Because amniotic fluid is more hypotonic than fetal plasma, it is postulated that exposure of amniotic fluid to the fetal alveolar capillary bed results in net movement of water from the amniotic cavity into the fetus. Although radioisotopes have been discovered in fetal lungs after intra-amniotic instillation, this quantity has been small and inconsistent,2 leading investigators to question the actual contribution of fetal respiration to amniotic fluid removal. In fact, surface-active phospholipids originating from the fetal alveoli are found in the amniotic cavity, leading to suggestions that the fetal lungs may actually be a net contributor to amniotic fluid volume.

This, in 2008, despite the fact that fetal lung fluid was shown to be produced by fetal lungs in 1948. (That paper, unfortunately, is unavailable.) By 2018, that misconception was corrected in medical textbooks, e.g. Avery's Diseases of the Newborn, Tenth Edition (2018) in which can be found the following:

Fetal lung fluid is a product of the epithelial lining of the developing lung (Wilson et al., 2007; Helve et al., 2009), averaging 4–6 mL/kg per hour. The resistance imparted by laryngeal abduction results in fluid accumulation to a total volume of 20–30 mL/kg during gestation, which generates an end-expiratory pressure of approximately 2–4 cmH2O. The composition of fetal lung fluid is distinct from that of both amniotic fluid and plasma, as illustrated in Table 42.2.

More succinctly:

During fetal life the lung develops as a liquid-filled organ. This liquid is produced by the fetal lung and leaves via the trachea from where it is either swallowed or enters the amniotic sac. Fetal lung liquid plays a crucial role in the growth and development of the lungs by maintaining them in a distended state.

Fetal lungs produce fluid that keeps the lungs expanded and developing normally. Though there is evidence of diaphragmatic activity as early as 12 weeks gestation, amniotic fluid does not enter the lung with these diaphragmatic movements because the fetal larynx closes during "inhalation" preventing the entrance of amniotic fluid. When it relaxes, a small amount of lung fluid escapes the trachea, some of which is swallowed, and the rest contributes to amniotic fluid.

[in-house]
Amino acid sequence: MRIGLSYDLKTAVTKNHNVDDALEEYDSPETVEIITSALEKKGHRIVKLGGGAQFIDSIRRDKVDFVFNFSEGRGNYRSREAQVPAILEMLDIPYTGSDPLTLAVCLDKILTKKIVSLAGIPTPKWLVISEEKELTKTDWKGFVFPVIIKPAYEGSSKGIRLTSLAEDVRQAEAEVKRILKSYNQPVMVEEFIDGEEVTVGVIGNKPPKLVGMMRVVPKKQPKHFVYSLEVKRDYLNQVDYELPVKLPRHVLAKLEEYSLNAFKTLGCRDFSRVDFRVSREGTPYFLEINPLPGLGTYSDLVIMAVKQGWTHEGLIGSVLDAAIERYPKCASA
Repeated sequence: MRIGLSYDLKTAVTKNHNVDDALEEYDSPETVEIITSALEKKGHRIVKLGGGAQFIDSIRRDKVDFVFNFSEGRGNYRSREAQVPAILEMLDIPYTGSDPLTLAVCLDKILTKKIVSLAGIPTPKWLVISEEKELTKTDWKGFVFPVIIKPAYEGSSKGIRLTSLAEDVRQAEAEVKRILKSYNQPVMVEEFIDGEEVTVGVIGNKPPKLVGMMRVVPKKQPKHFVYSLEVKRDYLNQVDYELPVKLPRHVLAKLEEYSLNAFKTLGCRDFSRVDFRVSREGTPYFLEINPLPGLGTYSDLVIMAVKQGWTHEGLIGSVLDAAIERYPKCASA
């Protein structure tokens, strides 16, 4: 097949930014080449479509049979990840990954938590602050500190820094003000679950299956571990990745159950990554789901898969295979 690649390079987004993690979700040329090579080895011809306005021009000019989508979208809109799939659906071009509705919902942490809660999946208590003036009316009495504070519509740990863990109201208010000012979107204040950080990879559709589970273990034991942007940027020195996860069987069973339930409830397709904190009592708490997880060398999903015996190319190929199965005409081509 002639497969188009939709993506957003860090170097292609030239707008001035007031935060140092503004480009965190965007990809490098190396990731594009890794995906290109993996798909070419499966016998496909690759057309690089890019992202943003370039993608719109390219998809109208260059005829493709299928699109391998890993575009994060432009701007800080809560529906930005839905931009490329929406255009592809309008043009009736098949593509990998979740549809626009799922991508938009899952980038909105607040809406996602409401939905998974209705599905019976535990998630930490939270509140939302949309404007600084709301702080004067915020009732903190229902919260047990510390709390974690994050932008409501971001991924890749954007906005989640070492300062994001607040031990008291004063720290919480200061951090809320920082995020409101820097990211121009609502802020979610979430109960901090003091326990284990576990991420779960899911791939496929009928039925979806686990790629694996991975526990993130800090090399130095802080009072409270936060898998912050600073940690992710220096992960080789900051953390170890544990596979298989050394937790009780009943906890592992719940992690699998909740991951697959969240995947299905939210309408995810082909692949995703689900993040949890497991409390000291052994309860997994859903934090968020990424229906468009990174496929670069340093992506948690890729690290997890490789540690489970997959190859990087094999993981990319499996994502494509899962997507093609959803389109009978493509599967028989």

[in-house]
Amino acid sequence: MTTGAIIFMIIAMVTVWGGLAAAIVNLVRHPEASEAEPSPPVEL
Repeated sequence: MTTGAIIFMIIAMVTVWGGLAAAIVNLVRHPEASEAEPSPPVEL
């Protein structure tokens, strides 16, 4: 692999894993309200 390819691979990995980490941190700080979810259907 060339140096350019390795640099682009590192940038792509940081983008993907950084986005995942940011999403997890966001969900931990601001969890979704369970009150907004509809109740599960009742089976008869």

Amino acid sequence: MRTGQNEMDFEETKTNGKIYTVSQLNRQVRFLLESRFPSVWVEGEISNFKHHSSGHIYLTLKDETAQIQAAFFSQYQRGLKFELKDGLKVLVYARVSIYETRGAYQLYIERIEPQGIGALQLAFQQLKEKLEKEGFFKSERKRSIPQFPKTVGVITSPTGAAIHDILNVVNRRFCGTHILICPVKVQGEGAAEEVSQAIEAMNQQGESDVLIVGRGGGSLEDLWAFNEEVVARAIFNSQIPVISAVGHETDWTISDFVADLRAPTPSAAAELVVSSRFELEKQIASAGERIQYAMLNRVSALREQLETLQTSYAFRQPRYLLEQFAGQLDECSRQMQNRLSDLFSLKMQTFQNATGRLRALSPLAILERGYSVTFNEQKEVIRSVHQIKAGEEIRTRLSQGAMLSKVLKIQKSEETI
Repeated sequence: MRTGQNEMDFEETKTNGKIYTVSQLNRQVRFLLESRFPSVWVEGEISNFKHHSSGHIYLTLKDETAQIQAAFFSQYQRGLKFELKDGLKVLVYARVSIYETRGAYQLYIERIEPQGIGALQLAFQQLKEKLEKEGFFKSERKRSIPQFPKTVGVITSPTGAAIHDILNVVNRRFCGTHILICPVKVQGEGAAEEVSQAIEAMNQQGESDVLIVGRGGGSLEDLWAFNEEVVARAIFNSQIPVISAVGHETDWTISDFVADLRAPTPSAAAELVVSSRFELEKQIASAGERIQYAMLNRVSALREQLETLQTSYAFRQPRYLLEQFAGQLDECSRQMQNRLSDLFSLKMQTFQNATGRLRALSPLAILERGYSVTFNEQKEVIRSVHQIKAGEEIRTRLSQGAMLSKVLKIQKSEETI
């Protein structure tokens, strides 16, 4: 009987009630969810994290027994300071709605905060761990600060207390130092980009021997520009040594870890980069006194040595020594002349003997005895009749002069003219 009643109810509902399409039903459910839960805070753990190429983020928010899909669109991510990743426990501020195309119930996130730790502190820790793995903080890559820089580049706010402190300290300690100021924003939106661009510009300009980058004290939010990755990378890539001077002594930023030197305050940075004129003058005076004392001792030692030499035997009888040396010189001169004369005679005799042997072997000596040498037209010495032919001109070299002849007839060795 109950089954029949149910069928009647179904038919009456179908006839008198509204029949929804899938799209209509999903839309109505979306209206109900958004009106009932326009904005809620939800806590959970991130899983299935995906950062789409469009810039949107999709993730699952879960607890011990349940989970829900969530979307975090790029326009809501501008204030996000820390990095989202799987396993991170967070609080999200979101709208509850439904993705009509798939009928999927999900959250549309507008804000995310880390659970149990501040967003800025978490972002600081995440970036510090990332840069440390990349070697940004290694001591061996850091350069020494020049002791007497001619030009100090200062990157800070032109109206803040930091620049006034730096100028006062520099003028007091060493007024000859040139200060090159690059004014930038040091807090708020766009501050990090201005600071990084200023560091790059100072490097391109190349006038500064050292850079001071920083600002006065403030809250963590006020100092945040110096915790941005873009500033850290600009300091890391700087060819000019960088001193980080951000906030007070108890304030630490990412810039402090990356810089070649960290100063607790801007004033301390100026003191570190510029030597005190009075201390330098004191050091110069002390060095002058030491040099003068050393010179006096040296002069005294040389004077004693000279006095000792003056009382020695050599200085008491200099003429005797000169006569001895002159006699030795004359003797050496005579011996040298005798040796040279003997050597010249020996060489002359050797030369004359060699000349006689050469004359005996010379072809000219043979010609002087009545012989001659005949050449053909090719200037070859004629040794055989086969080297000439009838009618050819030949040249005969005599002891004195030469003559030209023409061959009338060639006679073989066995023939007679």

Fetal breathing movements contribute to the efflux of lung fluid into the AF, but about half of the effluent is swallowed rather than entering the AF.

Amniotic fluid aspiration in utero can cause death because amniotic fluid is loaded with keratinized epithelial cells from the baby's skin and other things that can injure the lungs.

Before the baby's first breath, all the fetal lung fluid is quickly absorbed by the lungs into the interstitial space, allowing for air to enter the lungs.

Edited to add: You wanted a specialist to answer this question. Well, here is a letter to the editor of Pediatric Pulmonology, a journal about the lungs you referred to in your question, from a Neonatologist, entitled Fetal lung fluid: Not the same as amniotic fluid. In it, the Neonatologist corrects a mistake by another Neonatologist in one of the articles in this specialty journal! So it shouldn't be a surprise that so many others get it wrong, too.

An exerpt:

However, I wanted to bring attention to a statement in the introduction where the author states that the “preterm infants’ lungs are filled with amniotic fluid”. This is not accurate and appears to be a common misconception, particularly among medical students and junior residents despite recognition of fetal lung fluid as being a separate entity from the amniotic fluid as originally described in 1948 by Jost and Policard.

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    $\begingroup$ Thank you so much for this amazingly in-depth and easy-to-understand answer! Finally one of my endless number of curiosities have been quenched. Hope you and your family have a most fantastic week ahead! :) $\endgroup$ Feb 8, 2022 at 4:03
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    $\begingroup$ @ShaptarshiJoarder - Feel free to hit me with another. I learned a fair bit here, too. :) $\endgroup$ Feb 8, 2022 at 4:06
  • $\begingroup$ As soon as I have another biology curiosity that my research can't seem to answer, I'll be sure to do so! It seems fishy wizards shall remain in fiction for now. $\endgroup$ Feb 8, 2022 at 4:12